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Camden Underworld, London 24 February 2011

New Device, photo by Dawn Irwin

In my A level Economics classes, I was always told there is no such thing as a free lunch, but what about a free gig? Well, in an imaginative gesture to kick start the fledgling careers of four of their hopefuls, Powerage Records, Classic Rock magazine's record label venture, put them on a nationwide tour with the punters only needing to stump up beer money.

Part of the reason for this initiative is that I imagine it is harder for new bands to attract attention in a genre such as classic rock, with a predominantly older audience following long-established bands.

However the London show was well attended with the Underworld at one stage about three-quarters full, although many seemed to be friends and family there for one band.

Million Dollar Reload, photo by Dawn Irwin

It was a showcase style gig with each of the three opening bands only given half an hour to impress. First up were Irishmen Million Dollar Reload, with the sleazy look and style of an early Guns N Roses or LA Guns. Initially I was rather put off by the overly harsh tones of spiky haired singer Phil who seemed to be straining too hard, but once he settled I warmed to an increasingly catchy set of tunes such as Living in the City, Tattoos and Dirty Girls and Goodnight New York.

In 2011, this type of music also sounds more authentic coming from some young hungry upstarts than recovering coke addicts, addled, middle-aged former LA pretty boys.

The Treatment, photo by Dawn Irwin

The Treatment followed, the latest brainchild of Airrace guitarist Laurie Mansworth, with his son Dhani on drums. In common with predecessors Hurricane Party (later Roadstar and Heavens Basement) at the same stage of their career, for a bunch of teenagers they have an impressive self-confidence and all the right metal stage moves and poses. However, they are also a full on classic rock band inspired by the seminal sounds of the seventies.

They even conjured up in my mind the spirit of the classic Montrose debut, notably on The Doctor, Shake the Mountain and the 'Make it last'-style introduction to just Tell Me Why. Nothing to Lose but our Minds, with a chorus that could have come from David Bowie in his early 70's phase, showed that they do not need to play it by the book. A stunning introduction to a real band to watch.

Lethargy, photo by Dawn Irwin

Unfortunately, Welshmen Lethargy followed in front of a significantly thinner crowd (surely not everyone had come to see the pneumatic nurse who was staffing The Treatment's merchandise stand!)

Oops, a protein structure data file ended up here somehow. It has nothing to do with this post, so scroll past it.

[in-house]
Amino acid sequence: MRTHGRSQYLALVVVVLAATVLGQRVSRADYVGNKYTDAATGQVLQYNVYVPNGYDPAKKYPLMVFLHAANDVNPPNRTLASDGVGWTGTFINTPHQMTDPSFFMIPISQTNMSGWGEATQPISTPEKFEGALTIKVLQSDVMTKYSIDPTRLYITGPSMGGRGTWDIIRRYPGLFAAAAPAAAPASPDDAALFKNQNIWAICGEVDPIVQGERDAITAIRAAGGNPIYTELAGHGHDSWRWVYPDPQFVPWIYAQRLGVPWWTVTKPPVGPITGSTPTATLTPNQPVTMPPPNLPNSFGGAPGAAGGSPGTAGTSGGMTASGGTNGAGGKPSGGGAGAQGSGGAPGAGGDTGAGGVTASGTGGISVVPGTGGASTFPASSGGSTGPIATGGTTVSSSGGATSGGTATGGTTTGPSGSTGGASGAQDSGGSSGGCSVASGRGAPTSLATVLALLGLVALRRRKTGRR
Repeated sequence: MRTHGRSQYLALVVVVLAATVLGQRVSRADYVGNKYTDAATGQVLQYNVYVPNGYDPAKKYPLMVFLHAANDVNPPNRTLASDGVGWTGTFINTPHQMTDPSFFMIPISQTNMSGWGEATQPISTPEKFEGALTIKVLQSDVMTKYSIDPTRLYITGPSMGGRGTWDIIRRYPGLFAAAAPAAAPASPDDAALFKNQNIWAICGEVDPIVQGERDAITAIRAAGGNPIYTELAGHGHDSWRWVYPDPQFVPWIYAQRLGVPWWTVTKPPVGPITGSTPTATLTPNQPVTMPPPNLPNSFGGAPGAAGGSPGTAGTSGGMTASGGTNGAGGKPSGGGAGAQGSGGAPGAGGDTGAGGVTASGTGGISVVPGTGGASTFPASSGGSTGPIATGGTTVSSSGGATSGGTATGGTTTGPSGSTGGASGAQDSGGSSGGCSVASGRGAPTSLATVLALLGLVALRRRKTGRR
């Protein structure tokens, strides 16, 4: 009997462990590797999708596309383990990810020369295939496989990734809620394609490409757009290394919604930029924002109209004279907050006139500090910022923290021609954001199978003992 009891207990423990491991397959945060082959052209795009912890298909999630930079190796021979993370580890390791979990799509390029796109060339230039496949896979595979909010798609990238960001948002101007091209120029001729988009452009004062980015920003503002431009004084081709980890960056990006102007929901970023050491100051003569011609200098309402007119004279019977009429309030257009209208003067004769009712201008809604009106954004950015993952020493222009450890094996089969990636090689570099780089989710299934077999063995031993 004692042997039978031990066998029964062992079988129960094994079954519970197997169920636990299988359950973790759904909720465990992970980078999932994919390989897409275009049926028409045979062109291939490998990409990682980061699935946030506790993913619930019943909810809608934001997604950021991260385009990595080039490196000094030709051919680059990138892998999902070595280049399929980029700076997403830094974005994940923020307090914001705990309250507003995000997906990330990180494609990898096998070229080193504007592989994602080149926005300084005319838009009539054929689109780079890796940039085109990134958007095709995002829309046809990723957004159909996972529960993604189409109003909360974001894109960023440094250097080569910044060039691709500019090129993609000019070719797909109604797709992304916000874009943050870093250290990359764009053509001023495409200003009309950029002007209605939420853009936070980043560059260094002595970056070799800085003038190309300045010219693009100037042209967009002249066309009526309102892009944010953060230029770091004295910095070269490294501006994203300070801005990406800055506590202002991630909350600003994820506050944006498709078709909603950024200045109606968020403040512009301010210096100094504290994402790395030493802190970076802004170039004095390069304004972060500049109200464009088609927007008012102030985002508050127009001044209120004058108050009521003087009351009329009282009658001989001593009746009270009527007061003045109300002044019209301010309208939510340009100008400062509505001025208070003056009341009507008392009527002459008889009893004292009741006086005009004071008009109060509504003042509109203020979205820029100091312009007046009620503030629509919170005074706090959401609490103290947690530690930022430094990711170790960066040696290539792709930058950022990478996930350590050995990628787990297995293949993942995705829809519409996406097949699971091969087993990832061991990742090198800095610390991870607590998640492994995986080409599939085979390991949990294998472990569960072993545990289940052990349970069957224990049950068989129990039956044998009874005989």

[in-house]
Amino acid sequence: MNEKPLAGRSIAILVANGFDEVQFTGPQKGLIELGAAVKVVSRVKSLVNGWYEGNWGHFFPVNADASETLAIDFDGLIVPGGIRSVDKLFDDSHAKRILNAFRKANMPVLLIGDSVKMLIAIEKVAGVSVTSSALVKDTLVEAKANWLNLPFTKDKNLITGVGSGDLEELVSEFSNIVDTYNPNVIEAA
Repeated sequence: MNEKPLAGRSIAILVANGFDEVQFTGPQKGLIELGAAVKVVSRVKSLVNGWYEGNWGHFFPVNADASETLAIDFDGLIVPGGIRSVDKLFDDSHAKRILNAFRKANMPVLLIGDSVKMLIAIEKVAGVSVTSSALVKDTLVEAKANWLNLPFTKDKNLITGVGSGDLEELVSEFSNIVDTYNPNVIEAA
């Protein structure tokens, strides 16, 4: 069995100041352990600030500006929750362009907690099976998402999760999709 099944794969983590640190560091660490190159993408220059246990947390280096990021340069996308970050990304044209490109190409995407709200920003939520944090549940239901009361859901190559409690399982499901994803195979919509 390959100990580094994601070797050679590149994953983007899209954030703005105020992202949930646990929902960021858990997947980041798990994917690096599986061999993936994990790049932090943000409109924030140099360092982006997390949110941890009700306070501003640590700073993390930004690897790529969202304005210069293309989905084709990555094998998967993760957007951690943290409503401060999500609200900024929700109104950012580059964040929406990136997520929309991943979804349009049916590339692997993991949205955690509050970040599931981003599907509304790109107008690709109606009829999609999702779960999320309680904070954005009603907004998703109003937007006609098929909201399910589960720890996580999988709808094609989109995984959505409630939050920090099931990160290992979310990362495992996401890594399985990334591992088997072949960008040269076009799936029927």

Their musical style, darker and less commercial, owes more to nineties bands such as Alice in Chains, and has never been my bag. However friends were purring in appreciation and I found myself enjoying and admiring the lank-haired Welshmen significantly more than the previous time I saw them a couple of years ago.

There were some very Zakk Wylde-esque dirty guitar sounds and an impressive use of three lead and harmony vocals gave them a slightly different dimension. If your tastes are in a more alternative direction, I would recommend them, and I could see them going down very well at a Download or Sonisphere.

New Device, photo by Dawn Irwin

At first I was underwhelmed by headliners New Device - it wasn't just singer Daniel Leigh's un-metal haircut, but the songs such as Never Say Never and Set You on Fire seemed very basic and the sound rather thin, particularly as alone of the four bands they boasted just a single guitarist.

They rocked the ultimate cliché with a song called Pedal to the Metal, but, even if it may have been the beer talking, as the set wore on I warmed to them.

Daniel was an engaging, hard working frontman (though if I had a pound for every time he said 'Ladies and Gentlemen...') and the band were enthusiastic with Motley Crue inspired songs like the closing trio of Seven nights, Seven Bodies, Hope is Not Enough and Taking Over ultimately impressing.

There was a real surprise as the two encores, with Daniel adding acoustic guitar, showed a greater mellowness and depth - in particular during In the Fading Light it felt as if I had been transplanted into a Firefest gig.

An unexpectedly great evening with four bands representing a diversity of hard rock genres, but each giving 100%. It can have done each of the bands no harm and hopefully it gave them all a shot in the arm.

But if I was playing fantasy A and R, of all of them the Treatment are the band most likely to crack the big time.

Review by Andy Nathan

Photos by Dawn Irwin

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